Is Nevada Prepared For Disasters?
It seems the world is being pummeled by disaster right now.
There are hurricanes, earthquakes, and fires … and they’re not too far from home.
With the number of disasters in the world, you have to wonder: How prepared is Nevada?
“Certainly, earthquakes are at the top of the list, wildfires and flooding those are the top three,” Irene Navis, the assistant emergency manager for Clark County told KNPR's State of Nevada.
Nevada is the third most seismically active state in the nation, outside of California and Alaska.
But Navis said most of the quakes in Nevada are relatively small, but they're still monitored in case they damage infrastructure.
As far as fires, years of drought have left the Southern Nevada landscape parched and highly susceptible to wildfires.
The Carpenter One fire on Mount Charleston in 2013 burned thousands of acres and threatened homes on the mountain. But, no one was hurt and only a few unoccupied buildings were destroyed.
The disaster most people in Southern Nevada are the most familiar with is flash flooding. The summer's monsoon season brings torrential rain in just a few minutes causing streets to fill with rushing water.
However, over the years, the Regional Flood Control District has worked to minimize the damage flood waters can cause.
"A lot of folks don't realize that the roadways and the flood control channels those are all designed to work together to move the water from one place to another," Navis said.
She said people believe a flooded street means the flood control measures aren't working but in reality, it means it is working and people need to find an alternate route around that flooded street.
Reno also has its share of flooding and this past winter after record snow and rainfall, the Truckee River overflowed its banks.
Aaron Kenneston is the emergency management for Washoe County. He said flood control efforts after a devastating flood in 1997 has improved the area.
“We’ve spent a lot of time over the decades putting in additional sensors and early warning devices and doing things like raising bridges, creating a living river – giving it more room to expand,” he said.
While disaster preparedness measures are in place now, it cost millions of dollars to establish them.
Kenneston said the thing that makes Nevada a safe place to live is the thing that makes it difficult to be ready when disaster does strike.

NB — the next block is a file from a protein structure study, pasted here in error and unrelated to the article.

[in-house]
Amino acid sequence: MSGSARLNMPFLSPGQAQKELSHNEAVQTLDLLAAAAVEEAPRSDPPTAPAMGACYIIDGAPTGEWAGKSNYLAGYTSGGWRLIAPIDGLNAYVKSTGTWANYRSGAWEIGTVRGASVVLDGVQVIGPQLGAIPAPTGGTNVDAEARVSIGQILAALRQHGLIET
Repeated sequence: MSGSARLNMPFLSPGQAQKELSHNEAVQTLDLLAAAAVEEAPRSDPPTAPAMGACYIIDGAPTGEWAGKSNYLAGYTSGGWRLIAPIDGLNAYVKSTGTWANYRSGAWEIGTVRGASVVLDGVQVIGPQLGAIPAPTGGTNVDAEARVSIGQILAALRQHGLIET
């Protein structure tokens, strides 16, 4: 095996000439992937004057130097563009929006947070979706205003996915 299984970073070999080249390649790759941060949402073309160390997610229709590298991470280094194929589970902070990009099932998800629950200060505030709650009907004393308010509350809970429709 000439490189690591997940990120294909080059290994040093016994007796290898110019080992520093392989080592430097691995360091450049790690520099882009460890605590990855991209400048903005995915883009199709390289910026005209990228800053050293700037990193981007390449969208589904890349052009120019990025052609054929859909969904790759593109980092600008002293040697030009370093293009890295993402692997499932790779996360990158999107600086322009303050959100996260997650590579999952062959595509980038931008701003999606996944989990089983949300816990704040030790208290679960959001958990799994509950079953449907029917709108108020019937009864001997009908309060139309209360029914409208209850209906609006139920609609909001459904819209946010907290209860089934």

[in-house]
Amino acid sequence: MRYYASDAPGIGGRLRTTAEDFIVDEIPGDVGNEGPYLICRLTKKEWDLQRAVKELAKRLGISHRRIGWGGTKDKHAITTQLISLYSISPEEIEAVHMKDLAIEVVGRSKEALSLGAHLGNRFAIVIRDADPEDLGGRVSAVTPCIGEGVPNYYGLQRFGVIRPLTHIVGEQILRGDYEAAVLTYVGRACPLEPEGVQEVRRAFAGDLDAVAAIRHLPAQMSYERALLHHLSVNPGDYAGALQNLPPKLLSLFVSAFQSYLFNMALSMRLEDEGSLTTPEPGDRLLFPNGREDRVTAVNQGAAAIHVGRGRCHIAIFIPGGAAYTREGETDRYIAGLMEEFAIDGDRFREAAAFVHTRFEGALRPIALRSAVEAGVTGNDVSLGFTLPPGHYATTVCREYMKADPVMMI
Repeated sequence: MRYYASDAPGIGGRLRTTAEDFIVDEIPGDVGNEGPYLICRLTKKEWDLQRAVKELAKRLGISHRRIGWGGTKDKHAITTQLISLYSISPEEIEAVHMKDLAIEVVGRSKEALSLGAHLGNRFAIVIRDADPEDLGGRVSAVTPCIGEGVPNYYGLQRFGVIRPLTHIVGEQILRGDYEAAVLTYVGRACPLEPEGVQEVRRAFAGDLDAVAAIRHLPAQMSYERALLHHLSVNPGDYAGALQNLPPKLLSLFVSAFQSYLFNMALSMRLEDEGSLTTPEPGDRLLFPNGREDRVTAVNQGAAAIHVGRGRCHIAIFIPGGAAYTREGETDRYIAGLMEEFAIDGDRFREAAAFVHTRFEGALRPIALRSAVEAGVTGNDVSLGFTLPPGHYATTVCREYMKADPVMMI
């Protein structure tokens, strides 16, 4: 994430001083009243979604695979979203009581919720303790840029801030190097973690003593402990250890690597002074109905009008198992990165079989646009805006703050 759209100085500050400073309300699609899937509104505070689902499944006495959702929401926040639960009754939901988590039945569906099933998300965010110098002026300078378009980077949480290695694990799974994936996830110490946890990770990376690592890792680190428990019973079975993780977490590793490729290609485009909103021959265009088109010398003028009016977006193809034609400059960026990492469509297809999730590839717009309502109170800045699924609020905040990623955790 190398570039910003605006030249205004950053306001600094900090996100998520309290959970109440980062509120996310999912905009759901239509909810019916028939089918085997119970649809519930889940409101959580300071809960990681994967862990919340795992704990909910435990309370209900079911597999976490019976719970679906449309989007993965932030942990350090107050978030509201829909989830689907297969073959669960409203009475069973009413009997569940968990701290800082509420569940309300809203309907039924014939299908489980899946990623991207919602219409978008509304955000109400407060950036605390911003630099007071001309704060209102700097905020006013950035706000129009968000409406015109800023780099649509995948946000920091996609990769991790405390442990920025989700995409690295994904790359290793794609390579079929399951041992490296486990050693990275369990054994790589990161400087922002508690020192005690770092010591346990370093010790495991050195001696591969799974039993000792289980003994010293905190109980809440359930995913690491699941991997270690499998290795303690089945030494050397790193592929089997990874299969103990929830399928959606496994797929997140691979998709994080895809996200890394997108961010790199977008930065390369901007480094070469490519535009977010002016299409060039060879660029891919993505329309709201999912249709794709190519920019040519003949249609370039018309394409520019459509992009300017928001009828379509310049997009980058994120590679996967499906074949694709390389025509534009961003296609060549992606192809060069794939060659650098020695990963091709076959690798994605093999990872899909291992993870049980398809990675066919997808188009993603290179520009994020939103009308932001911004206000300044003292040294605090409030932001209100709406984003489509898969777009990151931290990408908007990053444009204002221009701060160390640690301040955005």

“When you live in a region that doesn’t have giant hazards every day or really even that frequently compared to other parts of the country, it is hard to spur citizens and our elected officials into action as far as spending large amounts of dollars on mitigation,” he said.
Carolyn Levering is the emergency manager for the city of Las Vegas and she agrees that without the constant threat of tornadoes or hurricanes, a sense of complacency settles in.
“We develop a sense of security that it can’t happen here," she said, "It won’t happen to me. If it does happen to me, it won’t be that bad and if it is that bad the cavalry will arrive.”
But Levering noted, the state's population centers, especially Las Vegas, are surrounded by a lot of empty land, which means getting resource here after a disaster could take a long time.
That is why everyone in emergency management in Nevada says it is up to individuals to be prepared for the worst with water, food, medicine, blankets, first aid kits, an AM radio and batteries, and an emergency plan.
Both Northern and Southern Nevada offer workshops on being prepared with information on basic first aid, search and rescue, and emergency skills. The Community Emergency Response Team provides those skills and prepares regular citizens to be volunteers when disaster strikes.
"We like to train people how to do those basic things for themselves... just to empower them to give them some knowledge and some skills to be ready for an emergency," Levering said.
Carolyn Levering, emergency manager, City of Las Vegas; Aaron Kenneston, emergency manager, Washoe County; Irene Navis, assistant emergency manager, Clark County